FRINGE REVIEW: DUCKIE

It’s rare to find a children’s show that is so densely packed with ideas, while also remaining accessible, but Duckie manages to pull this off. Some children’s performances fall into the trap of talking down to the audience, while others are just pared down versions of the performer’s night-time adult Fringe show. As an intelligent piece of theatre designed specifically for a younger crowd, Duckie avoids both of these hazards.

Le Gateau Chocolat is a very talented performer with a beautiful, unique voice and a disarming stage presence that’s both gentle and commanding. Making use of these performance skills, he draws the audience into the world of the ugly duckling.

Duckie
Le Gateau meets the audience after the show
It’s a fresh take on the old tale, as Duckie encounters a range of other animals, trying desperately to fit in. The conclusion differs from its source material, but the show’s message is probably more relevant and just as uplifting.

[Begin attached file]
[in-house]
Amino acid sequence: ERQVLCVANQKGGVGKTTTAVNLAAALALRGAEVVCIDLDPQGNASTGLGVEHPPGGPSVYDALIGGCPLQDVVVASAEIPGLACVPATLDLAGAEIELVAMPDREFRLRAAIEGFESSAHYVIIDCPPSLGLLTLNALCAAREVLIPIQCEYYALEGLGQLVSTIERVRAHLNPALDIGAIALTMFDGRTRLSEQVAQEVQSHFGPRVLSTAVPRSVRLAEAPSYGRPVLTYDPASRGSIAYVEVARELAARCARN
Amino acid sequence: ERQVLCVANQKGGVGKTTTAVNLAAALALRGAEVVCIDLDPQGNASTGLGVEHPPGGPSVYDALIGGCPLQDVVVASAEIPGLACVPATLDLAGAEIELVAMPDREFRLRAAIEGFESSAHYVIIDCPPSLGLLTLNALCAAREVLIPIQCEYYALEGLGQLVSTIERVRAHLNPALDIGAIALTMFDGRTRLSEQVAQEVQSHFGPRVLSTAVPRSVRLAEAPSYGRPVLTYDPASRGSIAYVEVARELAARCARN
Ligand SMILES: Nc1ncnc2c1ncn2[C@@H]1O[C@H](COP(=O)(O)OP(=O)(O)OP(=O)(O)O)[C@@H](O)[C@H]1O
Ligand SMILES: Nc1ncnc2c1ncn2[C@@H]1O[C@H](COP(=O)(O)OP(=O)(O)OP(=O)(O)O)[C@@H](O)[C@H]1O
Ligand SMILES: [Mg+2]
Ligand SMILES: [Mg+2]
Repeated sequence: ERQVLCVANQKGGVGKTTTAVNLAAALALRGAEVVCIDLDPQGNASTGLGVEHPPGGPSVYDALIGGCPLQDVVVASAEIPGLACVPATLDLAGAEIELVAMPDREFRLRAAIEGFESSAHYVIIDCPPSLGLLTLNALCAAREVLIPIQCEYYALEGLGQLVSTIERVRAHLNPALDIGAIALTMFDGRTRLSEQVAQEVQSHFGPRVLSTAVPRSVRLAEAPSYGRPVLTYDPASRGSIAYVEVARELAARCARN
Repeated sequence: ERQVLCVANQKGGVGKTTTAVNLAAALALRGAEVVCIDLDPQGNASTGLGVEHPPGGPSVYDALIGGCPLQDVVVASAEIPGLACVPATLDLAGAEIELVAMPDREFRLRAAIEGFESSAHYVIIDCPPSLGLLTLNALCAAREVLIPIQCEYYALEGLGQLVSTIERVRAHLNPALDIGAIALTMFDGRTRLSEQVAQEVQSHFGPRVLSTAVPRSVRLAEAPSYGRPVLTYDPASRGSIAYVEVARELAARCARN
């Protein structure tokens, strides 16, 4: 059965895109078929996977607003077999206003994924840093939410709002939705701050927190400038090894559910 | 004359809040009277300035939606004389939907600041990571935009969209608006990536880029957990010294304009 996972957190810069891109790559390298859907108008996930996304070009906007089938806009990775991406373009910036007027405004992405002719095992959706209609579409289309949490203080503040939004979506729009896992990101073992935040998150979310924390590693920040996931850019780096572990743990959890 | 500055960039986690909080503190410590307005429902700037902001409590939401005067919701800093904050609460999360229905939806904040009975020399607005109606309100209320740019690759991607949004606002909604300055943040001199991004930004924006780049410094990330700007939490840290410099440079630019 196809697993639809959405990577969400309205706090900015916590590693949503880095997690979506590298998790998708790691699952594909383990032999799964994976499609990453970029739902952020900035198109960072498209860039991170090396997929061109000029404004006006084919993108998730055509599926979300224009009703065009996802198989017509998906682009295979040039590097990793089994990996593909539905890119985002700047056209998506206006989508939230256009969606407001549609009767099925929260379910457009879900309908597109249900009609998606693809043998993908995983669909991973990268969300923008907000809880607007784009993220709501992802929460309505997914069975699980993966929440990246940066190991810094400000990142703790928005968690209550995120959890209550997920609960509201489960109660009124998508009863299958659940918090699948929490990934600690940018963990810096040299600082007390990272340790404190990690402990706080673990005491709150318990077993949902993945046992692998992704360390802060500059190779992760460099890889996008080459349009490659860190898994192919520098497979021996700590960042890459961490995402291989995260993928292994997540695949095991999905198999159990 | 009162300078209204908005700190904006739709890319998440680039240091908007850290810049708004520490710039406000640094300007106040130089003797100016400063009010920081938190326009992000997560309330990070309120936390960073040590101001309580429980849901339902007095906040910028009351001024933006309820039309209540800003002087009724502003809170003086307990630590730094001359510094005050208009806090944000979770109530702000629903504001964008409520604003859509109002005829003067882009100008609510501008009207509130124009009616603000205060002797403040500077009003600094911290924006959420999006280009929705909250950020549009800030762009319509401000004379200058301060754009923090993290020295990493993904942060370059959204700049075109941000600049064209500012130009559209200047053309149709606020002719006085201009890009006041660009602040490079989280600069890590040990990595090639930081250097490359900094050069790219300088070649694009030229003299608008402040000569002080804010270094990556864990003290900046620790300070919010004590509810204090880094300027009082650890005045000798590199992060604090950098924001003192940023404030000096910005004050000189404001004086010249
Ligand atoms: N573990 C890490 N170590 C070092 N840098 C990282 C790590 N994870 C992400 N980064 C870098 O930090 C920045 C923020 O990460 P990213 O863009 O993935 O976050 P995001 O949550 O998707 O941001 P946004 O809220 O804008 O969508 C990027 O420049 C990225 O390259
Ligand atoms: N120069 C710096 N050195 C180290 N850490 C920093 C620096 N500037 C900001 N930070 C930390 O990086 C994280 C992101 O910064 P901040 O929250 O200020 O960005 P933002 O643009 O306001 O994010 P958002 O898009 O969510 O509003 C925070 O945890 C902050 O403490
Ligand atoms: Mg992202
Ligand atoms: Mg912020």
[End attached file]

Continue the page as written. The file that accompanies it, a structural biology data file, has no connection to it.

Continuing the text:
Gateau also demonstrates his clowning skills in a humorous display of belching and moments of physical humour, particularly in the first half of the show. The use of pop songs and show tunes woven into the story also works well.

One of the real strong points of the show is the costuming and props; the use of recycled materials brings an organic charm while firing the audience’s imagination.

There were some issues with the clarity of sound in the opening performance but this is sure to improve over the show’s run.

If your children would respond well to some thoughtful and imaginative theatre, get them along to Duckie, playing at the Garden of Unearthly Delights (Corona Theatre) on weekends until the end of Fringe.

Reviewed by Matthew Trainor

4 1/2 stars

 

 

Advertisements